155 Mechanical

the 155Mech was the first successful all metal hand that I have used for an extended period of time with very good success. in the near year that I have been using this device daily, I have had to only replace I piece of the linkage due to wear. All in all I have been very happy with this device. even though this device has been a success I am still looking to improve the design. improvements that i am looking to implement are silicone traction pads to increase the coefficient of friction, and of course a change to the linkage geometry to increase grip strength.

156 Compound 1

this design got as far as first article prototyping which consisted of printing a complete unit and one made of aluminum. while the design proved to be compliant and flexible, i found the design to have way too many pieces and it was too fiddly to take any further. so the design was evaluated for its positive attributes and killed.

156 Compound 2

this is where I currently am design wise. it is a much simplified version of the compound link. Part count was greatly reduced, but with that a couple elements of compliance were eliminated. Hopefully that does not become an issue further down the line during real world testing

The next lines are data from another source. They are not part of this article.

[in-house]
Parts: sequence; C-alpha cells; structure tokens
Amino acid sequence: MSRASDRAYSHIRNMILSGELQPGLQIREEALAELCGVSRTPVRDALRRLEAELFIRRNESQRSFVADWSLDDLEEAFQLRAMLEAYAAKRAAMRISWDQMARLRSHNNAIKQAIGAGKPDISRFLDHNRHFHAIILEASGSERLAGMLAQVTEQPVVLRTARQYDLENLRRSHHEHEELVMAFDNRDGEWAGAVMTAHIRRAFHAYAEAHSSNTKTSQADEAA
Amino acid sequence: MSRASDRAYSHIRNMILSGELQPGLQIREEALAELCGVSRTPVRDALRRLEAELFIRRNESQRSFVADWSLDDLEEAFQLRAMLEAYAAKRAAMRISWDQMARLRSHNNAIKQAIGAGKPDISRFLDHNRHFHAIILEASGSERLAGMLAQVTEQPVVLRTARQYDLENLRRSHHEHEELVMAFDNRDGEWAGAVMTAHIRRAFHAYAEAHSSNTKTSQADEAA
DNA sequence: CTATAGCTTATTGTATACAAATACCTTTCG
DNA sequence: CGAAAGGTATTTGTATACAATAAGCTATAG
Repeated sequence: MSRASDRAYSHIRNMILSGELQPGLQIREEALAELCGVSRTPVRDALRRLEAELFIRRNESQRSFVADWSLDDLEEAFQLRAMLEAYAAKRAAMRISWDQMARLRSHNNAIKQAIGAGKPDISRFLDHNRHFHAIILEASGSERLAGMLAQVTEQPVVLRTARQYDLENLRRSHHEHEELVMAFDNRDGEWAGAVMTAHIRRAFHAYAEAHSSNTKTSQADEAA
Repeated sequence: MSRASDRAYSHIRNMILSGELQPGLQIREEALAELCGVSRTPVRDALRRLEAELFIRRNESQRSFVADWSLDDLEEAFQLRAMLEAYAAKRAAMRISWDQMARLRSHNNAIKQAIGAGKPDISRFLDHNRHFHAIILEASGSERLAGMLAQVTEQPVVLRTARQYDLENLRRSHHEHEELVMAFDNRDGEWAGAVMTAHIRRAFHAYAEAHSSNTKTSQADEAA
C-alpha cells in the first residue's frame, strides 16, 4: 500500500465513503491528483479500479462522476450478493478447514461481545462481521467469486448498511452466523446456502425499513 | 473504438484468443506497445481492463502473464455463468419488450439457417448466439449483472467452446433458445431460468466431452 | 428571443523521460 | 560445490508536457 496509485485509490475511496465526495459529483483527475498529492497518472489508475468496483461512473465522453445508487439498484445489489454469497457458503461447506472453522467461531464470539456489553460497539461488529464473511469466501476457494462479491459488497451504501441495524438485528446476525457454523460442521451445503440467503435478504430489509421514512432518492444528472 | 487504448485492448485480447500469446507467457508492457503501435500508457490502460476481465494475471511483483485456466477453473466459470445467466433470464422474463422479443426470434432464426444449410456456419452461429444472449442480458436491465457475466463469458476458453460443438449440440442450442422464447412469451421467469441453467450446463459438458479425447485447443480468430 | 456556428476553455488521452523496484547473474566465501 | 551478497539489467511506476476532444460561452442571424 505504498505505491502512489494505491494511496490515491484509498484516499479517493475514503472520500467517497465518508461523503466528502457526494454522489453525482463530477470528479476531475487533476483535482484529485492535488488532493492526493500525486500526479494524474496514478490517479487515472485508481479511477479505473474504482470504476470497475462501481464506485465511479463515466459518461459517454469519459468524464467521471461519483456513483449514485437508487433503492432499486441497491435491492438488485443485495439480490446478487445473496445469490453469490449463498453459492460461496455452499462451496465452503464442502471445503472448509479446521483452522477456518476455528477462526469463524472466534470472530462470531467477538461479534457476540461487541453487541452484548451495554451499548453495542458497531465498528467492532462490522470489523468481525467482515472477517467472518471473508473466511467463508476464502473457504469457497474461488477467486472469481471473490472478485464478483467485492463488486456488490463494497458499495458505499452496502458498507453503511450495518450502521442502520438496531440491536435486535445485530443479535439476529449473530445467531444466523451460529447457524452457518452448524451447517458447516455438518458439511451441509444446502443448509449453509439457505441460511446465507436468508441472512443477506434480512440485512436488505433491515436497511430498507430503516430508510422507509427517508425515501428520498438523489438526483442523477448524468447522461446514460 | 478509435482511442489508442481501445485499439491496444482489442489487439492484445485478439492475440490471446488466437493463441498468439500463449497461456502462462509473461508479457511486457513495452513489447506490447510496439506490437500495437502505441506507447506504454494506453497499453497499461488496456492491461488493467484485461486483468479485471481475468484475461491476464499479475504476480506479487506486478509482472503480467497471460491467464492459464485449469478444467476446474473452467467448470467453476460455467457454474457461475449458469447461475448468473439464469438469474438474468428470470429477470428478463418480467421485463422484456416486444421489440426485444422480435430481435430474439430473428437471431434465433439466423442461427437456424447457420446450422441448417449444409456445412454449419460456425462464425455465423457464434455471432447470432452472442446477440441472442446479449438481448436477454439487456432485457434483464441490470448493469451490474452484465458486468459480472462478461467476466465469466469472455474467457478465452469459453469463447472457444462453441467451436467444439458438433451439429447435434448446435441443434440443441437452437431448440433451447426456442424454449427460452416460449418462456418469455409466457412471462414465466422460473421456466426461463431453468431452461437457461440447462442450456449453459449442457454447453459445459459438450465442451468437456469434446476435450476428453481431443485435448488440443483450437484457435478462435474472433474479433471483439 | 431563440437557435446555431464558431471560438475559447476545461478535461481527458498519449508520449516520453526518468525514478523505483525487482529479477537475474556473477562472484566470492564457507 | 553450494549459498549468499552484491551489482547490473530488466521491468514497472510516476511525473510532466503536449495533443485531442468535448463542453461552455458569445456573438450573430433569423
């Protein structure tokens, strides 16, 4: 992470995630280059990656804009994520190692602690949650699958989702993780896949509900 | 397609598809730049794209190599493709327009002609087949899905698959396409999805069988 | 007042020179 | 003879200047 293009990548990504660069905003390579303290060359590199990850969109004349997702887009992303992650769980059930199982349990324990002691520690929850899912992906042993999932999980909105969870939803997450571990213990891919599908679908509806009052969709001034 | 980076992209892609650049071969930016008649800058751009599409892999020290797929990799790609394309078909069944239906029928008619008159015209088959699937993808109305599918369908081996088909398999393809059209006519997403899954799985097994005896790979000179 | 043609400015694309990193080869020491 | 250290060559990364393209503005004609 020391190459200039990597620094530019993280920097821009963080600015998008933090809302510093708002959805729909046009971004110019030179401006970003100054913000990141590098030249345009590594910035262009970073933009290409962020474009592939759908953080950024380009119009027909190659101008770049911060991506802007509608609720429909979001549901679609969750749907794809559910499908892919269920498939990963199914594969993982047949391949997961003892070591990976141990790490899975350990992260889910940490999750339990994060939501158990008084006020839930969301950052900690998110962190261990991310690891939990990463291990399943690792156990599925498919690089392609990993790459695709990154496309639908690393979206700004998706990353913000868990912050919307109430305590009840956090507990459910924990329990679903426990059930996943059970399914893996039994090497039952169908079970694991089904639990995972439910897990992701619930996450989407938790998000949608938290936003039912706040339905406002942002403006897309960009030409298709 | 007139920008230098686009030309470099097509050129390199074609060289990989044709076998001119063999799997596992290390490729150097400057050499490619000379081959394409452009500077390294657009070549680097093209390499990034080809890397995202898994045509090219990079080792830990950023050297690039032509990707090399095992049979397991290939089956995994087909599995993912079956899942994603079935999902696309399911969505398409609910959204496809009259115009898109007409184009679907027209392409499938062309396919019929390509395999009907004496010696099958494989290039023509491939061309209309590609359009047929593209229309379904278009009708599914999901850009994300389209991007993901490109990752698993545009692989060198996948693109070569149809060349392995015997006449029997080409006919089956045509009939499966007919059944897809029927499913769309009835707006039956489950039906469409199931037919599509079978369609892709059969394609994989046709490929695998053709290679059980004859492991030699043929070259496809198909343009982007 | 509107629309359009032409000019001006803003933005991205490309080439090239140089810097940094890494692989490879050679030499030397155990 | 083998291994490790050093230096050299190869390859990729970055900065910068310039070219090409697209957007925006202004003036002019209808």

Lend Me A Hand

As you can imagine, I am contacted many times a week to help people that have suffered a loss of a portion of their hand. this request can vary from “Hey, I have an amputation similar to yours” to “I’m just missing a couple of fingers, can you help me out?” those requests are usually met with a simple question and answer form that I have written asking about expectations of what a prosthetic device would be able to return to their lives, comorbidities, location, and activities. It also asks if they are willing to have their story placed on this website and my YouTube channel.